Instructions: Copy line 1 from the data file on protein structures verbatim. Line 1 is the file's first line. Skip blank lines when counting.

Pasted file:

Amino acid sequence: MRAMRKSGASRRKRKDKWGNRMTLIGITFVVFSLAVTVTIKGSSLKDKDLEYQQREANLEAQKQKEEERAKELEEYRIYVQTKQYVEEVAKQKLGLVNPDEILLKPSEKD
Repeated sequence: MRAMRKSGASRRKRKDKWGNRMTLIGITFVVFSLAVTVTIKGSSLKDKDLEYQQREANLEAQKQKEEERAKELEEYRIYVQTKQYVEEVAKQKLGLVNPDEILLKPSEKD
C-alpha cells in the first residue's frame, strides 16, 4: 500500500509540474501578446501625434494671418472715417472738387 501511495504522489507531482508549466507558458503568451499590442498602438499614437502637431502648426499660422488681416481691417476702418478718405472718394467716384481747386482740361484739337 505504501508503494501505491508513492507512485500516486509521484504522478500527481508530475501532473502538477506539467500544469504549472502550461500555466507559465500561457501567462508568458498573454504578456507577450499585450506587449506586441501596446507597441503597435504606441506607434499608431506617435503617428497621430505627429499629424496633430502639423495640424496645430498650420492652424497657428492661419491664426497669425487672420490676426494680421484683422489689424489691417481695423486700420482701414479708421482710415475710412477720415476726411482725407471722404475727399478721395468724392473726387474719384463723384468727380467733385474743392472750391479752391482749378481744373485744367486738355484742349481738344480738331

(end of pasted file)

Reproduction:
Amino acid sequence: MRAMRKSGASRRKRKDKWGNRMTLIGITFVVFSLAVTVTIKGSSLKDKDLEYQQREANLEAQKQKEEERAKELEEYRIYVQTKQYVEEVAKQKLGLVNPDEILLKPSEKD